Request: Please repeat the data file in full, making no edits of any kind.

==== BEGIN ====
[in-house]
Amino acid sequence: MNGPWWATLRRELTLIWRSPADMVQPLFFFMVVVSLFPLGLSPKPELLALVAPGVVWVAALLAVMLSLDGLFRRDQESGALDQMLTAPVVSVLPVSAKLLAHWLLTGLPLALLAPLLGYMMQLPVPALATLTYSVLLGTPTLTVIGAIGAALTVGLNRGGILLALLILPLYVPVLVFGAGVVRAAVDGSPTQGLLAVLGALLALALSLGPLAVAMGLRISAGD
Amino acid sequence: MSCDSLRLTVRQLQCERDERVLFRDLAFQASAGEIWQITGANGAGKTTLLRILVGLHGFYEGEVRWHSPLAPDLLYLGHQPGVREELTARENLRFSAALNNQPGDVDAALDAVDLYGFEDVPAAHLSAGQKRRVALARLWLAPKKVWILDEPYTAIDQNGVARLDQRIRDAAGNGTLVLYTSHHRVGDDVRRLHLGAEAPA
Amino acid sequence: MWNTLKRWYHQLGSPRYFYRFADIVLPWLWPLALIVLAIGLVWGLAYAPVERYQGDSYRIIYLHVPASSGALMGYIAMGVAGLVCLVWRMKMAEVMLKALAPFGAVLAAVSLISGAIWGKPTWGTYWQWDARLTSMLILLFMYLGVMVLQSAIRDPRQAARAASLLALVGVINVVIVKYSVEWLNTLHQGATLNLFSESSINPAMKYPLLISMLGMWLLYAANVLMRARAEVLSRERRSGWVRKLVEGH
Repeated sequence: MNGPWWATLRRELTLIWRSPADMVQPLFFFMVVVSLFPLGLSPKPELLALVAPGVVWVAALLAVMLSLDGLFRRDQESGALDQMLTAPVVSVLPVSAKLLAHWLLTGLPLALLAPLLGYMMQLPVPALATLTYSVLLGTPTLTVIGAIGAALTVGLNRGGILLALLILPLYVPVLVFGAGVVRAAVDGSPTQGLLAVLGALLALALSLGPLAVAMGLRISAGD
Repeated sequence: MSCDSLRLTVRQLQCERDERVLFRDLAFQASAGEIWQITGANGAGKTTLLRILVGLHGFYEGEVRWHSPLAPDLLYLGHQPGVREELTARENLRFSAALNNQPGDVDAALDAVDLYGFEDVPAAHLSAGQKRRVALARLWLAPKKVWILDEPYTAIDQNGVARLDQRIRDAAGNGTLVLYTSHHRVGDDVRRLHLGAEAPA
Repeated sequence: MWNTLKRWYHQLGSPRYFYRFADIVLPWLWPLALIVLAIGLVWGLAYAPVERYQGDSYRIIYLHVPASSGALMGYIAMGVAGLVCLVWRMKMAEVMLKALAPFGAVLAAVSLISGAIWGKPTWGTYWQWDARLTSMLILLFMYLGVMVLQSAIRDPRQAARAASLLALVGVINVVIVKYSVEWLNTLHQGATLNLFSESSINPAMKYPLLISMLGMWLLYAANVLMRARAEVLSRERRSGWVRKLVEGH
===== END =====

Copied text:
[in-house]
Amino acid sequence: MNGPWWATLRRELTLIWRSPADMVQPLFFFMVVVSLFPLGLSPKPELLALVAPGVVWVAALLAVMLSLDGLFRRDQESGALDQMLTAPVVSVLPVSAKLLAHWLLTGLPLALLAPLLGYMMQLPVPALATLTYSVLLGTPTLTVIGAIGAALTVGLNRGGILLALLILPLYVPVLVFGAGVVRAAVDGSPTQGLLAVLGALLALALSLGPLAVAMGLRISAGD
Amino acid sequence: MSCDSLRLTVRQLQCERDERVLFRDLAFQASAGEIWQITGANGAGKTTLLRILVGLHGFYEGEVRWHSPLAPDLLYLGHQPGVREELTARENLRFSAALNNQPGDVDAALDAVDLYGFEDVPAAHLSAGQKRRVALARLWLAPKKVWILDEPYTAIDQNGVARLDQRIRDAAGNGTLVLYTSHHRVGDDVRRLHLGAEAPA
Amino acid sequence: MWNTLKRWYHQLGSPRYFYRFADIVLPWLWPLALIVLAIGLVWGLAYAPVERYQGDSYRIIYLHVPASSGALMGYIAMGVAGLVCLVWRMKMAEVMLKALAPFGAVLAAVSLISGAIWGKPTWGTYWQWDARLTSMLILLFMYLGVMVLQSAIRDPRQAARAASLLALVGVINVVIVKYSVEWLNTLHQGATLNLFSESSINPAMKYPLLISMLGMWLLYAANVLMRARAEVLSRERRSGWVRKLVEGH
Repeated sequence: MNGPWWATLRRELTLIWRSPADMVQPLFFFMVVVSLFPLGLSPKPELLALVAPGVVWVAALLAVMLSLDGLFRRDQESGALDQMLTAPVVSVLPVSAKLLAHWLLTGLPLALLAPLLGYMMQLPVPALATLTYSVLLGTPTLTVIGAIGAALTVGLNRGGILLALLILPLYVPVLVFGAGVVRAAVDGSPTQGLLAVLGALLALALSLGPLAVAMGLRISAGD
Repeated sequence: MSCDSLRLTVRQLQCERDERVLFRDLAFQASAGEIWQITGANGAGKTTLLRILVGLHGFYEGEVRWHSPLAPDLLYLGHQPGVREELTARENLRFSAALNNQPGDVDAALDAVDLYGFEDVPAAHLSAGQKRRVALARLWLAPKKVWILDEPYTAIDQNGVARLDQRIRDAAGNGTLVLYTSHHRVGDDVRRLHLGAEAPA
Repeated sequence: MWNTLKRWYHQLGSPRYFYRFADIVLPWLWPLALIVLAIGLVWGLAYAPVERYQGDSYRIIYLHVPASSGALMGYIAMGVAGLVCLVWRMKMAEVMLKALAPFGAVLAAVSLISGAIWGKPTWGTYWQWDARLTSMLILLFMYLGVMVLQSAIRDPRQAARAASLLALVGVINVVIVKYSVEWLNTLHQGATLNLFSESSINPAMKYPLLISMLGMWLLYAANVLMRARAEVLSRERRSGWVRKLVEGH